81-year-old art collector donates Yayoi Kusama sculpture to Gardens by the Bay

Ms Lee Tuan and the Yayoi Kusama sculpture, Kei-Chan, which she donated to the Flower Dome at Gardens By The Bay, on Feb 26, 2021. ST PHOTO: CHONG JUN LIANG

SINGAPORE - Even amid the colourful flora of the Flower Dome at Gardens by the Bay, a sculpture of a girl in a red and pink polka-dot dress catches one's eye instantly.

Kei-Chan, a 2.6m-tall sculpture by renowned Japanese artist Yayoi Kusama, was donated by art collector Lee Tuan and will be unveiled on Monday (March 1).

Ms Lee, 81, has traversed the globe in search of creativity in her lifetime and amassed more than 300 items in her collection.

She has also quietly donated about 100 works of art and contemporary jewellery since 2015 to art institutions overseas such as the Museum of Fine Arts in Boston and Royal Academy of Arts in London.

She said she believes in sharing her art during her lifetime instead of bequeathing it posthumously.

"The earlier you give it out, the more people can enjoy it. As an art lover, I want to share the art I appreciate with others so they can enjoy it too," she said.

Along with the Kei-Chan sculpture, which is Ms Lee's first legacy gift in Singapore, she has also pledged $10,000 every year to Gardens by the Bay in her lifetime, beginning in December 2019, and $2 million to be distributed to the Gardens across 20 years.

Ms Lee, whose family used to own the Thye Hong Biscuit & Confectionery Factory, is particularly well-known in art circles abroad for her collection of artistic jewellery pieces.

Her collection, which features items with bold structures and brilliant pops of colours, mirrors her bubbly personality.

"I am a very happy and positive person by nature, and I believe art should be the same - rather than leaving the viewer with negativity, it would be great if it could spark joy and wonder."

For her interview with The Straits Times, she wore a necklace comprising a cluster of bright red firecracker motifs in honour of Chinese New Year - and recalled a comical encounter a few days earlier. She said: "I met a man at Maxwell market who said, 'Why are you wearing that? Someone may strike a match and throw it!'"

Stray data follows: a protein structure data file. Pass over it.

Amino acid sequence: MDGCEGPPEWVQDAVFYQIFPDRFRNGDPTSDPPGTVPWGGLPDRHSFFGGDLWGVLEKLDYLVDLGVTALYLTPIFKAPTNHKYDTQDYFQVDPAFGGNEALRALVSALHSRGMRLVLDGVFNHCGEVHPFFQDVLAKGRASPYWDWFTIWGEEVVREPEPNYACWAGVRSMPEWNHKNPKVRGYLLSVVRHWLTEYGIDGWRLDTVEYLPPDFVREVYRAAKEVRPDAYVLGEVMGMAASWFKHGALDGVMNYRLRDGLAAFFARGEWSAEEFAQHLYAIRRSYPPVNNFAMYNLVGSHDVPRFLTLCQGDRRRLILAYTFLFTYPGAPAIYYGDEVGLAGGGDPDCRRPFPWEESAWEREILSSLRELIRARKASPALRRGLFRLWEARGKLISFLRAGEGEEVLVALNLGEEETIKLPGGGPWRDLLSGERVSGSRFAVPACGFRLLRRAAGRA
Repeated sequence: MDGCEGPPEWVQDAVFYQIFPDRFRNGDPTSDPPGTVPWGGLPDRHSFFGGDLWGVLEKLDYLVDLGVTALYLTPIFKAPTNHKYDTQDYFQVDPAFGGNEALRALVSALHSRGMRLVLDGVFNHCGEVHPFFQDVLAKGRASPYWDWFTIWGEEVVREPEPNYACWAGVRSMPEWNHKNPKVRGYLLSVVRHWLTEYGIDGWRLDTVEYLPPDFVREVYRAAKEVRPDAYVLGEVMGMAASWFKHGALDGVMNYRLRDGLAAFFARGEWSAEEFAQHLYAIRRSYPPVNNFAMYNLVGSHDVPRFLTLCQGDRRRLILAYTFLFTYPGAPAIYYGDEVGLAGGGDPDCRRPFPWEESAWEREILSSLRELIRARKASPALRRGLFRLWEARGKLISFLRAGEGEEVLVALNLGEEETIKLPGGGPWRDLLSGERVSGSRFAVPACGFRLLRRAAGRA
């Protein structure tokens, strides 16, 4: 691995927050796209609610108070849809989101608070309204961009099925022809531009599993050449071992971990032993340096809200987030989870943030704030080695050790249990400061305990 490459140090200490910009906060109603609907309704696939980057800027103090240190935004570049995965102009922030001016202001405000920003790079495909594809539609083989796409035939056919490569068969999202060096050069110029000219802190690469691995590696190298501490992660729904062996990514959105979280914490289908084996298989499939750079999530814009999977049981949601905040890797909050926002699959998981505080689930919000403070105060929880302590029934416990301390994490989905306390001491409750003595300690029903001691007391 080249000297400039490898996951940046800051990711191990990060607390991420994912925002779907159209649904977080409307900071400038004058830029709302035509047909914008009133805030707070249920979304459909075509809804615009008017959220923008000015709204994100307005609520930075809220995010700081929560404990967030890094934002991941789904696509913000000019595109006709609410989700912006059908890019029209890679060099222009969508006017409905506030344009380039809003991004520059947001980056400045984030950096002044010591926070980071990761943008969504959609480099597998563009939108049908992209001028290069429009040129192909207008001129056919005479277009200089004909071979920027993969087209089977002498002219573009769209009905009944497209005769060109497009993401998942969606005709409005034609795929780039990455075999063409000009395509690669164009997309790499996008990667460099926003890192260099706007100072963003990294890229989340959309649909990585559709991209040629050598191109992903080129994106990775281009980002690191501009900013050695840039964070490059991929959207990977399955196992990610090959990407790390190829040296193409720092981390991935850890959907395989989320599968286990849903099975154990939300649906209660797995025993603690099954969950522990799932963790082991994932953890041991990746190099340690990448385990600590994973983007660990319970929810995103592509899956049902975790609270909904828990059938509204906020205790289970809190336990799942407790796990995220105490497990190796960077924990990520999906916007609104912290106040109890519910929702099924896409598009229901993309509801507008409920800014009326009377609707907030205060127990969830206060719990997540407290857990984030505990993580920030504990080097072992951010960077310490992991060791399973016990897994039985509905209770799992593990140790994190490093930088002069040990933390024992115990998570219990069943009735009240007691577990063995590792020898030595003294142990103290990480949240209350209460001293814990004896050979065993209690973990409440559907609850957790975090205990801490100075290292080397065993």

Ms Lee realised her passion for art in the late 1970s, marking her foray into collecting. She also studied history of modern art in London to gain knowledge about the field.

"I realised that art was what made me happy and keeps me going. I always get excited when I am out in search of the next piece," she said.

Beyond art, Ms Lee also has a penchant for gardening, at one point even growing 200 plants at her home.

Her donation to the Gardens hits both sweet spots.

And while an act of art philanthropy locally seems like a long time coming, it was not for the lack of trying, she said.

"The Gardens were the first to appreciate my items. I have tried to donate in the past in Singapore, but I do hear that my art is too modern for people's taste," she said.

Gardens by the Bay's senior direct of programming and events, Ms Chua Yen Ling, said: "The colourful Kei-Chan sculpture brings cheer to visitors in Flower Dome as well as makes art accessible to one and all, while her continuing contributions to Gardens by the Bay will go a long way to allow people to enjoy the beauty of nature for years to come."

The Garden's signature Sakura floral display will also return on Monday. The display will be launched by Japan's Ambassador to Singapore Jun Yamazaki and Ambassador-at-Large Professor Tommy Koh, who will also attend the unveiling of the Kei-Chan sculpture.

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